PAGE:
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The Daily Cardinal Est. 1892
Sunday, September 25, 2022
Assembly Session, Right to work, Budget 2015
Assembly Session, Right to work, Budget 2015

Rival bills hope to settle local wage issue

State lawmakers are clashing over how to handle labor reforms, with members of both parties introducing contrasting visions for the regulation of wages and employment benefits.

State Rep. Lisa Subeck, D-Madison, along with several colleagues, introduced the Local Wage Act, a package of bills intended to allow local governments to establish their own minimum wages, as well as family and medical leave standards.

“In the hands of Republicans, state government has failed its citizens by not raising wages and not addressing a lack of guaranteed paid leave,” Subeck said in a statement. “It is time to restore the ability of local elected officials to set wage floors that are reflective of the cost of living in their communities and to address the challenges faced by workers who need to take time off when they or their children are ill.”

Conversely, state Republicans are pushing a pair of bills that would prohibit local governments from enacting and enforcing their own wage and employee benefit standards, and cut medical and family leave time for some workers.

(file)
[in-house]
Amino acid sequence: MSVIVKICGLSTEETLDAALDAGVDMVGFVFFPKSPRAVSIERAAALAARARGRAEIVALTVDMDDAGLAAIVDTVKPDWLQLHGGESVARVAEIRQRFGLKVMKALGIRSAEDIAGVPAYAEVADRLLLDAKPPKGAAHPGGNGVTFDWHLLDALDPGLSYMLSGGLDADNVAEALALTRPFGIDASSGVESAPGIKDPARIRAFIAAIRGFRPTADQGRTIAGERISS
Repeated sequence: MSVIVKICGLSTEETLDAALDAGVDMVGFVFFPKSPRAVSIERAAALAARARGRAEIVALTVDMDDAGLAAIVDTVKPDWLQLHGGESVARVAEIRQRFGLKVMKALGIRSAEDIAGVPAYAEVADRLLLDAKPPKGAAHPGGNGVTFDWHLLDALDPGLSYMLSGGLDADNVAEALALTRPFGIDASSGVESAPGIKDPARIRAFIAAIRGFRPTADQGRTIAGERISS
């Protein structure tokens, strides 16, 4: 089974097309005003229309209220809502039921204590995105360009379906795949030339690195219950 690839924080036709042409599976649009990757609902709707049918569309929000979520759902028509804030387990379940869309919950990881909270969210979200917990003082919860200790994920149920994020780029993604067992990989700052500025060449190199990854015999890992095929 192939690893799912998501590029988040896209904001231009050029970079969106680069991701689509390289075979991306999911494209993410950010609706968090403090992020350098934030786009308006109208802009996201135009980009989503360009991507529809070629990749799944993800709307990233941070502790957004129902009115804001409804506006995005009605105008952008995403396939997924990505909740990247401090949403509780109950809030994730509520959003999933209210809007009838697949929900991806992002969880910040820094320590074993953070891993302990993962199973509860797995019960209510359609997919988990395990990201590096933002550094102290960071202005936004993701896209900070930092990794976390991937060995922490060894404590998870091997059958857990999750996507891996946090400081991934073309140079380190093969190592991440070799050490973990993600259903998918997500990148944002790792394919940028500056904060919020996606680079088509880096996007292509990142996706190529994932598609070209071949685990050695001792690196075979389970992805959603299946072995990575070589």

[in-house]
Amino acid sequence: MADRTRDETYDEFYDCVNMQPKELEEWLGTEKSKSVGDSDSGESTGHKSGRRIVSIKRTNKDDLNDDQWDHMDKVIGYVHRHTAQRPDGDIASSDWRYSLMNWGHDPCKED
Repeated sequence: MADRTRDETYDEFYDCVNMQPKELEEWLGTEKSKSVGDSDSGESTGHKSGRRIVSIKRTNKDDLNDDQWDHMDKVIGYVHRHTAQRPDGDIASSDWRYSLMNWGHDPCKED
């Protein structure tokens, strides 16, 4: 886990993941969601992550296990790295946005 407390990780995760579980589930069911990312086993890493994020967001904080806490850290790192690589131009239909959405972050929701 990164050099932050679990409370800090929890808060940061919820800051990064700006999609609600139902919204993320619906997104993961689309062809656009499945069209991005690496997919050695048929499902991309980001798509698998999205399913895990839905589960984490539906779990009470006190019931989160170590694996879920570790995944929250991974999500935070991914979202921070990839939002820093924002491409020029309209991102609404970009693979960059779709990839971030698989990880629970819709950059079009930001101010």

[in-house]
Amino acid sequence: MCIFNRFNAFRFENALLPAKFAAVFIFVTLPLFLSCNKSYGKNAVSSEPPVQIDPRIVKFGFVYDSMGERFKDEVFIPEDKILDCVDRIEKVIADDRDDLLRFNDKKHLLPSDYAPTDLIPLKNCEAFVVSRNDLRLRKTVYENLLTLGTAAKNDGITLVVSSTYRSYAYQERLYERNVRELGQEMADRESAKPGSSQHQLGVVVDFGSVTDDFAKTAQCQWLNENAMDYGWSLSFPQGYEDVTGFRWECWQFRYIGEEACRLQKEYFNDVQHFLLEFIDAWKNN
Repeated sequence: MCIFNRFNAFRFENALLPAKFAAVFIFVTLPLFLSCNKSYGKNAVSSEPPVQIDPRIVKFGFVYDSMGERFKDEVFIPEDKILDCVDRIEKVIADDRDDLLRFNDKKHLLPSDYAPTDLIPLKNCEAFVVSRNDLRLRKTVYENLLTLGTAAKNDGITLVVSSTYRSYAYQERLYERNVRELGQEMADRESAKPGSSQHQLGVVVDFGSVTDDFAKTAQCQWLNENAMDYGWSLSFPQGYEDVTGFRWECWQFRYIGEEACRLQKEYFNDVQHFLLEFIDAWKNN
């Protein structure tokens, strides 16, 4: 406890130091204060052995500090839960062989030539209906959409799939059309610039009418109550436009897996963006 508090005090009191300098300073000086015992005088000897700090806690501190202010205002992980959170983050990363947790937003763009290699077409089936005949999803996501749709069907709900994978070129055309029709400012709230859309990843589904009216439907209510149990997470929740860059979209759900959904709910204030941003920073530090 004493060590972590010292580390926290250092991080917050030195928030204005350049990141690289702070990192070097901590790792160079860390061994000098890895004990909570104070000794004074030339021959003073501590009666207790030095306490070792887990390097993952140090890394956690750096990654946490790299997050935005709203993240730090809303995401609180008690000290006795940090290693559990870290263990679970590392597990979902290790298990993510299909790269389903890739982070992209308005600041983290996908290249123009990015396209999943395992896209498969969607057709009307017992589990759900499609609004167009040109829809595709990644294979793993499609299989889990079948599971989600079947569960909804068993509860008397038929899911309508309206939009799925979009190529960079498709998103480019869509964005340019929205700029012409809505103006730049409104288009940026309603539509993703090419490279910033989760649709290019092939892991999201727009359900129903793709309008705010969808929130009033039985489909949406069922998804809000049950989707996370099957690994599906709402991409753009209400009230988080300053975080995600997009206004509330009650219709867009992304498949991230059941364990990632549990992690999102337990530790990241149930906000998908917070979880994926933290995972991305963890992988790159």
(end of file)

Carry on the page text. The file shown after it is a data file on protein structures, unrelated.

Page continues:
The first proposal is intended to "create a standard playing field for employers and to provide certainty to employees whether they are working in Milwaukee, Dane, Brown or Eau Claire County,” according to state Rep. Rob Hutton, R-Brookfield, who introduced the legislation.

Republicans fear the localization of labor laws could create an excessive and uneven burden on employers, restricting hiring practices in certain areas.

Opponents, however, view differentiation as a necessity, considering the wide variety of economic conditions across the state.

“There is a cost of living difference between Madison and Marshfield, and local governments should have the ability to set wage floors accordingly,” said Sen. Dave Hansen, D-Green Bay. “With this bill we can ensure that no matter where you live, you will not work 40 hours a week and live in poverty.”

Democrats are unable to raise wage and benefit standards on the state level due to a strong Republican majority in the Legislature, making the localization of such laws especially attractive.

But given the overwhelming majorities Republicans have in both the state Senate and Assembly, the Republican bill is far more likely to see the light of day.

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